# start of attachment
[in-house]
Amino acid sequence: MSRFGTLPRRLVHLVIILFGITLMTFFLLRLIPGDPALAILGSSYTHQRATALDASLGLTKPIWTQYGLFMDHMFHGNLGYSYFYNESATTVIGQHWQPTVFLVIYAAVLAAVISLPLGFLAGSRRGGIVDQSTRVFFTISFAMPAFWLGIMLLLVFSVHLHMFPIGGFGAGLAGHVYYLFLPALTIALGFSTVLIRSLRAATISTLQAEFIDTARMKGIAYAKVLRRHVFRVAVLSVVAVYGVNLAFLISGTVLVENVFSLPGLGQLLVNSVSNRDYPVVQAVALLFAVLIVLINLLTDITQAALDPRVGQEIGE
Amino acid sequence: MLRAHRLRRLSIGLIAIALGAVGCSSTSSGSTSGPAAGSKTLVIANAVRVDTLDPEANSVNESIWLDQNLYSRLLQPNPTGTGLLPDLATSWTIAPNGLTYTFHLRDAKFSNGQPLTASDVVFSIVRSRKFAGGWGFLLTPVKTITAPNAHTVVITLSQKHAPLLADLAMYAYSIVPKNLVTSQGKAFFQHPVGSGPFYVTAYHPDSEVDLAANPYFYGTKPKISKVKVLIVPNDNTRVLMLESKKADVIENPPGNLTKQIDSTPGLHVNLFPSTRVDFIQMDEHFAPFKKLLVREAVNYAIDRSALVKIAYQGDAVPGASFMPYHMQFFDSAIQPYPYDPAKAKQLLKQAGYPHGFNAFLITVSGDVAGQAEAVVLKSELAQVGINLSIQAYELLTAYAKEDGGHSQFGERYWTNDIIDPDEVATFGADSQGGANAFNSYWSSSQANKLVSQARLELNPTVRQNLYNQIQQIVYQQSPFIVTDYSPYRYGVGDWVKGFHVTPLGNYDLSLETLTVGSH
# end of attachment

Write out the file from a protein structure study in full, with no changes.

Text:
[in-house]
Amino acid sequence: MSRFGTLPRRLVHLVIILFGITLMTFFLLRLIPGDPALAILGSSYTHQRATALDASLGLTKPIWTQYGLFMDHMFHGNLGYSYFYNESATTVIGQHWQPTVFLVIYAAVLAAVISLPLGFLAGSRRGGIVDQSTRVFFTISFAMPAFWLGIMLLLVFSVHLHMFPIGGFGAGLAGHVYYLFLPALTIALGFSTVLIRSLRAATISTLQAEFIDTARMKGIAYAKVLRRHVFRVAVLSVVAVYGVNLAFLISGTVLVENVFSLPGLGQLLVNSVSNRDYPVVQAVALLFAVLIVLINLLTDITQAALDPRVGQEIGE
Amino acid sequence: MLRAHRLRRLSIGLIAIALGAVGCSSTSSGSTSGPAAGSKTLVIANAVRVDTLDPEANSVNESIWLDQNLYSRLLQPNPTGTGLLPDLATSWTIAPNGLTYTFHLRDAKFSNGQPLTASDVVFSIVRSRKFAGGWGFLLTPVKTITAPNAHTVVITLSQKHAPLLADLAMYAYSIVPKNLVTSQGKAFFQHPVGSGPFYVTAYHPDSEVDLAANPYFYGTKPKISKVKVLIVPNDNTRVLMLESKKADVIENPPGNLTKQIDSTPGLHVNLFPSTRVDFIQMDEHFAPFKKLLVREAVNYAIDRSALVKIAYQGDAVPGASFMPYHMQFFDSAIQPYPYDPAKAKQLLKQAGYPHGFNAFLITVSGDVAGQAEAVVLKSELAQVGINLSIQAYELLTAYAKEDGGHSQFGERYWTNDIIDPDEVATFGADSQGGANAFNSYWSSSQANKLVSQARLELNPTVRQNLYNQIQQIVYQQSPFIVTDYSPYRYGVGDWVKGFHVTPLGNYDLSLETLTVGSH